Groaning and straining around hairpin turns with 18+% road grades in high altitude, our caravan struggles to reach our destination on time.
Our destination? KaeNoi’s Priest Camp and Orphanage, located high in the north-central Thai mountains and home to almost 30 Hill Tribe and Lahu orphans.
Our Mission? To bring happiness and cheer to a group of young children being cared for by an 86 year-old venerable Buddhist monk in ill-health but with a passion for the care and education of these children. In addition, we are to repair and clean a much neglected toilet and bath-house. Doors lack latches or door-knobs, light bulbs are missing or burned out, light switches and wiring are faulty and dangerous, and the facilities are filthy.
Our caravan consists of two overloaded pickup trucks and three staff-packed tour vans. Each vehicle is loaded with food supplies and cooking equipment, sports equipment, special gifts, personal items, and building supplies.
Our Team? More than 20 NOVICA Thailand staff, and three American volunteers.
On our three-hour journey, the last 50 kilometers are the most arduous and eventful. Due to the extreme road and traveling conditions, two vans lag behind, miss a critical turn and end up at the Thai-Burmese border. Thankfully, Thai border soldiers and helpful local residents get them back on track and headed in the right direction.
KaeNoi is a mix of Thai, Hill Tribe, Burmese, and Chinese residents, mostly farmers growing a variety of vegetables to be sold in distant city markets. Narrow, single-lane roads lead us past local homes, small schools, and single-room businesses that front the road. Our destination lies up a short hill and is separated from the main village by a narrow dirt road. Entering the compound we are curiously and anxiously greeted by a group of children, sweeping up large leaves in the grassless compound with home-made bamboo brooms. Smoke from the burning piles of collected leaves hang everywhere creating a mystic mountain-top scene. Within minutes of our arrival, apprehension, trepidation, and native shyness fall away as our team actively engages the children in conversation and greeting. Communicating is a challenge as these children do not speak Thai very well or at all, but smiles and a friendly spirit are an international language.
Today’s schedule of events begins in the small temple with a short ceremony of blessing by the elderly monk upon the days’ activities, gifts and the donations we have brought.
Following the monks’ blessing, the NOVICA team is separated into 4 groups; Activity Team – overseeing 3 games for the children, Culinary Team – preparing a large meal for the entire group, Restoration Team – repairing the toilet facilities, and the Cheering Team – in charge of communication and building team spirit and excitement.
Soon the entire complex is filled with the noise of activities and excitement. News of our arrival has spread throughout the village and soon the number of children has doubled. No one is turned away! There is fun and activities for all. The sounds of laughing and of happy children resound throughout the complex and filters down into the village. Each game is played with energy and competitiveness, but the rewards of winning are happily shared by all children.
Donated sports equipment brought big smiles to the children. New soccer balls, nets, badminton rackets, birdies and tug-of-war ropes will ensure sporting activities for a long time.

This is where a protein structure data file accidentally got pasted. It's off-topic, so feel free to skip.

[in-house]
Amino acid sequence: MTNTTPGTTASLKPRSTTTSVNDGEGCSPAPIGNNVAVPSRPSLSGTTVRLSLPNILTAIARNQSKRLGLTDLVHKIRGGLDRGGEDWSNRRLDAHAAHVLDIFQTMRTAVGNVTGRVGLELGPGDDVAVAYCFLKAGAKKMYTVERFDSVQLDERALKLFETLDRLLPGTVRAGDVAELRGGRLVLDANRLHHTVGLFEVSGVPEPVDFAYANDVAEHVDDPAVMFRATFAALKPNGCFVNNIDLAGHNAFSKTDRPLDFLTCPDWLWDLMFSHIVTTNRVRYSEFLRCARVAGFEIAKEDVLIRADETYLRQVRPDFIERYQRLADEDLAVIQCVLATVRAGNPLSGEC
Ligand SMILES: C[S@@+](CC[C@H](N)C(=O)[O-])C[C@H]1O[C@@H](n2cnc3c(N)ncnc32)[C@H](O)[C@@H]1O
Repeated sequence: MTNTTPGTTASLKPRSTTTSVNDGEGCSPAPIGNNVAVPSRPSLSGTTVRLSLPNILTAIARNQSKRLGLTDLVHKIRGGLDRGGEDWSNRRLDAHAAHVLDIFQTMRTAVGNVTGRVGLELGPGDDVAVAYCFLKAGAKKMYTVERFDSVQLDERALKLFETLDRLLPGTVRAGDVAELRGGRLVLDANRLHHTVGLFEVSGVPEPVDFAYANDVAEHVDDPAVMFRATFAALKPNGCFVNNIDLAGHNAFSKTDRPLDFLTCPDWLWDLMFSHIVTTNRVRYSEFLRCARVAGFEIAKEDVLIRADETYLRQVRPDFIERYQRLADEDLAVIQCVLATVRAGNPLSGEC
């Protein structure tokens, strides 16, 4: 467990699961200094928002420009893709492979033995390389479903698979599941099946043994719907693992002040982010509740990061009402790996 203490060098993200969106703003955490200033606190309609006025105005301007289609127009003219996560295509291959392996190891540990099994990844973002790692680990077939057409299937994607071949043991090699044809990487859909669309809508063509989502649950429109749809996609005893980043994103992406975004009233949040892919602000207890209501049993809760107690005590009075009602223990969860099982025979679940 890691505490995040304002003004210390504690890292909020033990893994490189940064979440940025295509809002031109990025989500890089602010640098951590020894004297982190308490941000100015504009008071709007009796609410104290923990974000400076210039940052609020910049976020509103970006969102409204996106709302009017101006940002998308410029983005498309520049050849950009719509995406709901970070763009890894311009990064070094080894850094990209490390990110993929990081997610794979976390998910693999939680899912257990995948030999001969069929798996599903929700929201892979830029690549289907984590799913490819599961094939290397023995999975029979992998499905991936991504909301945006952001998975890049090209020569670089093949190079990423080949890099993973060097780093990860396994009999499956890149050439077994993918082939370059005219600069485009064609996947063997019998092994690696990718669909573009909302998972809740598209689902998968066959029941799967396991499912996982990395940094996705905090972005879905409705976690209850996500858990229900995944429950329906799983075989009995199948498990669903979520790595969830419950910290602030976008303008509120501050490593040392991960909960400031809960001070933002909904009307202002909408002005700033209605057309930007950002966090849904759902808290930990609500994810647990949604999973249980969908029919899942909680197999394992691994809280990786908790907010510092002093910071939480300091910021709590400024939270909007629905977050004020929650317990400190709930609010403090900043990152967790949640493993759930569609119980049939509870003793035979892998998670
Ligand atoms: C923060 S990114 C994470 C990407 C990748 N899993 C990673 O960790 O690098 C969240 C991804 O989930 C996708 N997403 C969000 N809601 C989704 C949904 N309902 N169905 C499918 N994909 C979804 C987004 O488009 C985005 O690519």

While the children are caught up in the games, another group of NOVICA staff members prepares a delicious dinner feast. The smell of stir-fried pork with basil soon wafts through the trees along with boiled noodles and rice. Special dessert treats are prepared for all and numerous returns for seconds, thirds, and even fourths are common. The members of our culinary team are rock-stars!
Meanwhile, the Restoration Team, consisting of myself (Walter,) Fred Raza, Blanche Raza, and 3 NOVICA staff members are busy installing door knobs, patching holes, repairing broken switches and wiring, installing new light bulbs, scrubbing, sanitizing, and cleaning the toilet and bathing facilities. Soon we discover the complex does not have consistent electric service and when there is electricity, it is barely enough to light a few bulbs and run the well and water pump.
This realization indicates the depth of need within this community for the care of their orphan citizens. Many of these children have parents in prison because of drug traffic, being drug mules, or having been killed by factions within the drug world. Orphans are not looked well upon in many areas of Thailand and their care is often limited to foreign organizations, foundations, and NGOs. Their plight is often overlooked by local governments limited in funds and there are scant structures for their care. Our mission today cannot solve this ongoing problem, but our hope is to bring a little sunshine and happiness into one day of their lives.
NOVICA Thailands’ advance team, responsible for scoping out the needs of this project, were able to list the names of each child within the care of this small orphanage. Each child was presented with a care package consisting of personal care items, a sweater for cold weather, a small toy or stuffed animal, and some snacks.
Following the meal and clean up, we began our three-hour journey back to Chiangmai, including stopping at a temple along the way so some team members could give thanks and express gratitude for having taken part in bringing a little happiness into the lives of some of our world’s neglected citizens.
NOVICA’s Happiness Project is a huge success! Mission accomplished!